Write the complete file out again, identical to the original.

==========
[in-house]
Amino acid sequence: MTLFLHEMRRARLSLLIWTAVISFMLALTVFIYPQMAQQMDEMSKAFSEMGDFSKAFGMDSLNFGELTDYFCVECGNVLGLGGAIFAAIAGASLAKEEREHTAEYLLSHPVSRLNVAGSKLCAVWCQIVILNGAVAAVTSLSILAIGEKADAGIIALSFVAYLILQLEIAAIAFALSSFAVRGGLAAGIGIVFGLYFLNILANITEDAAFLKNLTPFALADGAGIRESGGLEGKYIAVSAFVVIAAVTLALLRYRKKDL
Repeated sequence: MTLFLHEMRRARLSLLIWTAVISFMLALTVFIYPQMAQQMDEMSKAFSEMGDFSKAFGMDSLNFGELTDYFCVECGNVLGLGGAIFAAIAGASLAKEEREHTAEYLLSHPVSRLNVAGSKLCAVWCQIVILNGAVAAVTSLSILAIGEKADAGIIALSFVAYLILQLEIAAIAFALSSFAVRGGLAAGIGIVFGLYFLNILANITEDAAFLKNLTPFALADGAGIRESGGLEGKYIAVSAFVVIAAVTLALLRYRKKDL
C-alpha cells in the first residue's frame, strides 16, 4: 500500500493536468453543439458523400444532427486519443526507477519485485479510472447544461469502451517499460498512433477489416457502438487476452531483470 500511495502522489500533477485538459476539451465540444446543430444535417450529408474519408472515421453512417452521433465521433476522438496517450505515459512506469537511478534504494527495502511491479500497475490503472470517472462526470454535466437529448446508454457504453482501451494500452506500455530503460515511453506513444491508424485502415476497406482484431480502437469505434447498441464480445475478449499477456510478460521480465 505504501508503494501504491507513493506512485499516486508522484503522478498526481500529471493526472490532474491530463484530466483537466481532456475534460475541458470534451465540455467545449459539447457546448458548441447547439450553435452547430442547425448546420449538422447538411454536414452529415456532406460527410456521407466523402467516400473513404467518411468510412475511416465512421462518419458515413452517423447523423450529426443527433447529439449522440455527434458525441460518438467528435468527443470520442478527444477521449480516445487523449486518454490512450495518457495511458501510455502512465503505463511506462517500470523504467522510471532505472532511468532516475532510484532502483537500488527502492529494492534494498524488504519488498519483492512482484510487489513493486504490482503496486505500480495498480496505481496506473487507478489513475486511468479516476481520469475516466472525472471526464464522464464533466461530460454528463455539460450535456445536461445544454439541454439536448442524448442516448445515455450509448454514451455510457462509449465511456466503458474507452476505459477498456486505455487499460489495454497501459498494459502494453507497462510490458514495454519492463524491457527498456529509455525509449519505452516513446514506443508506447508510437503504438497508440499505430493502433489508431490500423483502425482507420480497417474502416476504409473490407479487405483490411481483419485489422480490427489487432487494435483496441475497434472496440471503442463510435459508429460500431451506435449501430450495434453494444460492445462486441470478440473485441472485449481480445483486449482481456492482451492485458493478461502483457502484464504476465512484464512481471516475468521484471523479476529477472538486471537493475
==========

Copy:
[in-house]
Amino acid sequence: MTLFLHEMRRARLSLLIWTAVISFMLALTVFIYPQMAQQMDEMSKAFSEMGDFSKAFGMDSLNFGELTDYFCVECGNVLGLGGAIFAAIAGASLAKEEREHTAEYLLSHPVSRLNVAGSKLCAVWCQIVILNGAVAAVTSLSILAIGEKADAGIIALSFVAYLILQLEIAAIAFALSSFAVRGGLAAGIGIVFGLYFLNILANITEDAAFLKNLTPFALADGAGIRESGGLEGKYIAVSAFVVIAAVTLALLRYRKKDL
Repeated sequence: MTLFLHEMRRARLSLLIWTAVISFMLALTVFIYPQMAQQMDEMSKAFSEMGDFSKAFGMDSLNFGELTDYFCVECGNVLGLGGAIFAAIAGASLAKEEREHTAEYLLSHPVSRLNVAGSKLCAVWCQIVILNGAVAAVTSLSILAIGEKADAGIIALSFVAYLILQLEIAAIAFALSSFAVRGGLAAGIGIVFGLYFLNILANITEDAAFLKNLTPFALADGAGIRESGGLEGKYIAVSAFVVIAAVTLALLRYRKKDL
C-alpha cells in the first residue's frame, strides 16, 4: 500500500493536468453543439458523400444532427486519443526507477519485485479510472447544461469502451517499460498512433477489416457502438487476452531483470 500511495502522489500533477485538459476539451465540444446543430444535417450529408474519408472515421453512417452521433465521433476522438496517450505515459512506469537511478534504494527495502511491479500497475490503472470517472462526470454535466437529448446508454457504453482501451494500452506500455530503460515511453506513444491508424485502415476497406482484431480502437469505434447498441464480445475478449499477456510478460521480465 505504501508503494501504491507513493506512485499516486508522484503522478498526481500529471493526472490532474491530463484530466483537466481532456475534460475541458470534451465540455467545449459539447457546448458548441447547439450553435452547430442547425448546420449538422447538411454536414452529415456532406460527410456521407466523402467516400473513404467518411468510412475511416465512421462518419458515413452517423447523423450529426443527433447529439449522440455527434458525441460518438467528435468527443470520442478527444477521449480516445487523449486518454490512450495518457495511458501510455502512465503505463511506462517500470523504467522510471532505472532511468532516475532510484532502483537500488527502492529494492534494498524488504519488498519483492512482484510487489513493486504490482503496486505500480495498480496505481496506473487507478489513475486511468479516476481520469475516466472525472471526464464522464464533466461530460454528463455539460450535456445536461445544454439541454439536448442524448442516448445515455450509448454514451455510457462509449465511456466503458474507452476505459477498456486505455487499460489495454497501459498494459502494453507497462510490458514495454519492463524491457527498456529509455525509449519505452516513446514506443508506447508510437503504438497508440499505430493502433489508431490500423483502425482507420480497417474502416476504409473490407479487405483490411481483419485489422480490427489487432487494435483496441475497434472496440471503442463510435459508429460500431451506435449501430450495434453494444460492445462486441470478440473485441472485449481480445483486449482481456492482451492485458493478461502483457502484464504476465512484464512481471516475468521484471523479476529477472538486471537493475